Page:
Philippine mayor who held drugs war 'walk of shame' shot dead

Police say they have killed more than 4,200 suspected drug dealers during shootouts in a bloody war on drugs

epaselect epa06772192 A Filipino morgue worker wearing blood-stained gloves stops to rest from carrying the body of a suspect believed to be involved in illegal drugs, after a police buy-bust operation in Quezon City, east of Manila, Philippines, 30 May 2018. Initial reports stated that two men who were subjects of an anti-drugs operation were killed 30 May after they engaged authorities in a gunfight. The Latest government figures released 28 May show that 4,279 drug suspects have been killed since an anti-drug campaign was launched by the administration of President Rodrigo Duterte in July 2016.  EPA/ROLEX DELA PENA
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A Philippine mayor who paraded suspected drug dealers through the streets of his city was shot dead on Monday while attending a weekly flag-raising ceremony for government officials, police said.

Mayor Antonio Cando Halili was declared dead on arrival at hospital from a single bullet wound to the chest, sustained as he and civil servants sang the national anthem in Tanauan, a city in Batangas province south-west of the capital Manila.

"We are shocked, we are saddened," Vice Mayor Jhoanna Villamor, who was standing beside Halili, told radio station DZBB after the shooting.

What appeared to be a smartphone video of the shooting went viral on social media, showing a single shot ringing out as the anthem played, then screaming and pandemonium. The video could not be immediately verified.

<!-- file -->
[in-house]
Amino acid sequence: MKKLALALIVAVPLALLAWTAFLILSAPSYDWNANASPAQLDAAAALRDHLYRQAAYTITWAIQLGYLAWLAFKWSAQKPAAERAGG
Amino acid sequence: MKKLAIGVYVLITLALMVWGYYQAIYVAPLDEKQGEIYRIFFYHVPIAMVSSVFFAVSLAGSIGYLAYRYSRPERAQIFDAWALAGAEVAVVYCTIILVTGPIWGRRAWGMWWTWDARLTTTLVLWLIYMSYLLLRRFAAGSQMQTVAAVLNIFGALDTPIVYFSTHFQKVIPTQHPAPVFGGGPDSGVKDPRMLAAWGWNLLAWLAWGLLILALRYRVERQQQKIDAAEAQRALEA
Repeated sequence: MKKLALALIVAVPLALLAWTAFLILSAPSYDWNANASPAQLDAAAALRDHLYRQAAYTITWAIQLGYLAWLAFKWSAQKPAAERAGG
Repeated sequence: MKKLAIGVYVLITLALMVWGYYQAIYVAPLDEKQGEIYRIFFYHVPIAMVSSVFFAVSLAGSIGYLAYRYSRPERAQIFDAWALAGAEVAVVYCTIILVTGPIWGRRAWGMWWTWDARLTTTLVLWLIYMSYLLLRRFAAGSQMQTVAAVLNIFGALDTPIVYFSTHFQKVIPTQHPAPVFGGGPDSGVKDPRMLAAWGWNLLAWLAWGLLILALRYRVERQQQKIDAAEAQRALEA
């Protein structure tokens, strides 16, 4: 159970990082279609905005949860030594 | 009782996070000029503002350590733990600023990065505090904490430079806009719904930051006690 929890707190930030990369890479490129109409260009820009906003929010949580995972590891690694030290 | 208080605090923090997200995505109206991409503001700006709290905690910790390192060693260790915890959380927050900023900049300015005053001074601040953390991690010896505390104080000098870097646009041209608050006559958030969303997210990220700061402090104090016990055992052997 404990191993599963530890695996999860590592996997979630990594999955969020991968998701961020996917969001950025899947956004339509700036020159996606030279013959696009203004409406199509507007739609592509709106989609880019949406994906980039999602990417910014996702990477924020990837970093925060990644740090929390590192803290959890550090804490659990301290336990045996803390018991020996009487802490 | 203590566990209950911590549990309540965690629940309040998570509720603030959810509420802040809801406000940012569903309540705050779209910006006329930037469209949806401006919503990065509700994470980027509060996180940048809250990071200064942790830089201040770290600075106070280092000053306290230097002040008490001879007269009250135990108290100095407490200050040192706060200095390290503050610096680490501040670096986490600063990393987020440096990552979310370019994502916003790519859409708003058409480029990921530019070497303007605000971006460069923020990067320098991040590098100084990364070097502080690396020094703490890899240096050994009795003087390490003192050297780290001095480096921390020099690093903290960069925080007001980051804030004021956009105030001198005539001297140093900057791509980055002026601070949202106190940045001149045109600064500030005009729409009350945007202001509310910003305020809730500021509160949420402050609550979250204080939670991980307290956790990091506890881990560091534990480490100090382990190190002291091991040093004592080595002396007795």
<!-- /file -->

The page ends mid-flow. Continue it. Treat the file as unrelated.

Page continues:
Halili gained prominence for introducing a "walk of shame" parade of alleged drug dealers through Tanauan.

Police say they have killed more than 4,200 suspected drug dealers during shootouts in a bloody war on drugs launched by President Rodrigo Duterte two years ago, a campaign condemned by domestic and international human rights groups.


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Halili was stripped of his supervisory powers over local police in October 2017 due to a proliferation of illegal drugs in his city, amid allegations by the national police that he may have been involved. Halili denied the allegations.

In an interview with Reuters in August 2016 – the second month of the crackdown – he said he backed Mr Duterte's campaign but believed drug kingpins should be the main targets, otherwise thousands of people would be killed.

He expressed concern over the way police conducted the war on drugs and the reliability of their intelligence, and that he might be accused of colluding with narcotics gangs.

"No one is safe – mayors, governors, congressmen – just a false intelligence report by the police can end up with any of them being destroyed," he said in the interview.

"I have a feeling they [police] are going after the small fry to frighten the people," he said.

Police in Batangas province are investigating Monday's shooting. One investigator told a radio station that a high-powered rifle was used in the attack.